Scientific Integrity: A Duty for Researchers

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Scientific Integrity: A Duty for Researchers

Christian Jutten

Ethics in science is essential for various reasons and is a duty for scientists. The full sense of the word ethics may differ according to languages and countries. For instance, in France, we typically make a distinction between ethics and scientific integrity, while scientific integrity is a part of ethics in the United States. For instance, the article “The Submerged Part of the AI-Ceberg,” [1] published in the September issue of IEEE Signal Processing Magazine ( SPM ), discusses the ethical issues concerning the research in our domain, i.e., a set of philosophical reflections on the interest and usefulness of our work for humanity and for the Earth. These questions are complex and must prompt debates between scientists and society. Conversely, scientific integrity is a set of good practices in the sciences, which has not been discussed but is strictly applied. All of the learned scientific societies promote integrity. Of course, IEEE, as such and also as a publisher of many scientific journals, strongly supports scientific integrity. Scientific integrity and misconduct are at the core of a few talks [2] at the annual IEEE Panels of Editors meeting, which bring together volunteers and staff members to discuss assorted publication-related topics. Serious failures related to scientific integrity include plagiarism and data falsification or fabrication, but misconduct related to authorship and during the review process are also unacceptable and must be met with punishment.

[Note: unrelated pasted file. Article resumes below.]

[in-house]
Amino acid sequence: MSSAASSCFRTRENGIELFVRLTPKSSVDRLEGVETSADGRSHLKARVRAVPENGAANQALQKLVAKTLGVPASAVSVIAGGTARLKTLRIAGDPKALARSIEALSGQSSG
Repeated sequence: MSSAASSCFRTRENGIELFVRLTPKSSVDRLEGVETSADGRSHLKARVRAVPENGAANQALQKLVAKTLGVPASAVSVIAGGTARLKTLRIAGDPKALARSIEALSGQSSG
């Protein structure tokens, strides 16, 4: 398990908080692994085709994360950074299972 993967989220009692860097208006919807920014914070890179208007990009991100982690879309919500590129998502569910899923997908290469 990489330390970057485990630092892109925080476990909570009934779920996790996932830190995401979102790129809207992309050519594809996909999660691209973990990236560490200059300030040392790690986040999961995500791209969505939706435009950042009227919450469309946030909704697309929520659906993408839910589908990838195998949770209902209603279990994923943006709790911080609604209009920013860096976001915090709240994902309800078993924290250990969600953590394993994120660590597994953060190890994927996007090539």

In my view, scientific integrity is essential and a duty for all scientists for the following reasons:

  • We have a duty to Society, especially since most of us are funded by public money, to conduct our research in a manner that instills confidence and does not instead erode it.

  • Many scientists are involved in the training and supervision of young researchers. It is thus our duty to inculcate in them sound research practices that are based on scientific integrity.

IEEE’s rules for good practices in publications, reviews, and so on are detailed in the IEEE Publication Services and Products Board Operations Manual [3]. For a simple, fast, and comprehensive overview of this manual, I posed a few questions to Luigi Longobardi, director of publishing ethics and conduct at IEEE, and Tony VenGraitis, program manager of publication ethics for IEEE publications, and their answers are detailed in “Scientific Integrity and Misconduct in Publications” in this month’s issue of SPM on pages 73–75.

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